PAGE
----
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Open Access research with a European policy impact...

The Strathprints institutional repository is a digital archive of University of Strathclyde's Open Access research outputs. Strathprints provides access to thousands of Open Access research papers by Strathclyde researchers, including by researchers from the European Policies Research Centre (EPRC).

EPRC is a leading institute in Europe for comparative research on public policy, with a particular focus on regional development policies. Spanning 30 European countries, EPRC research programmes have a strong emphasis on applied research and knowledge exchange, including the provision of policy advice to EU institutions and national and sub-national government authorities throughout Europe.

Explore research outputs by the European Policies Research Centre...

Oxidative stress in fungal fermentation processes : the roles of alternative respiration

Li, Q. and Bai, Z. and O'Donnell, A. and Harvey, L. M. and Hoskisson, P. A. and McNeil, B. (2011) Oxidative stress in fungal fermentation processes : the roles of alternative respiration. Biotechnology Letters, 33 (3). pp. 457-467. ISSN 0141-5492

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Abstract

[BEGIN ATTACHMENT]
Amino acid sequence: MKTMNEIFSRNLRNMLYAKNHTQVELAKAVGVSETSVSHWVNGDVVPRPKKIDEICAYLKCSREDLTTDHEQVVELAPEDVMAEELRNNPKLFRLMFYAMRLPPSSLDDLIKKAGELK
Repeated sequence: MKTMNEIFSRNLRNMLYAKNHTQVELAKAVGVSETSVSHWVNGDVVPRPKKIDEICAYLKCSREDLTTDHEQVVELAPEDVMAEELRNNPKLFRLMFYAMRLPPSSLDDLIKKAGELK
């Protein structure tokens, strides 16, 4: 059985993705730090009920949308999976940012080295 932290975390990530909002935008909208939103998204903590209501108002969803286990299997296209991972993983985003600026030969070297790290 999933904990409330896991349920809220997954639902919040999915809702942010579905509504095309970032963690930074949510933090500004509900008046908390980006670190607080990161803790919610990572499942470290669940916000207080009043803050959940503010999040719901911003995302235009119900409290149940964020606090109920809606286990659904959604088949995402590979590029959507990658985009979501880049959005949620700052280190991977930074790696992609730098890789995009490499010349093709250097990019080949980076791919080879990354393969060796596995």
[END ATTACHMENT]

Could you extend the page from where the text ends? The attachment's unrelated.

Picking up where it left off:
Filamentous fungi are arguably the most industrially important group of microorganisms. Production processes involving these simple eukaryotes are often highly aerobic in nature, which implies these cultures are routinely subject to oxidative stress. Despite this, little is known about how filamentous fungi cope with high levels of oxidative stress as experienced in fermenter systems. More surprisingly, much of our knowledge of oxidative stress responses in fungi comes from environmental or medical studies. Here, the current understanding of oxidative stress effects and cellular responses in filamentous fungi is critically discussed. In particular the role of alternative respiration is evaluated, and the contributions of the alternative oxidase and alternative dehydrogenases in defence against oxidative stress, and their profound influence on fungal metabolism is critically examined. Finally, the importance of further research which would underpin a less empirical approach to optimising fungal strains for the fermenter environment is emphasised.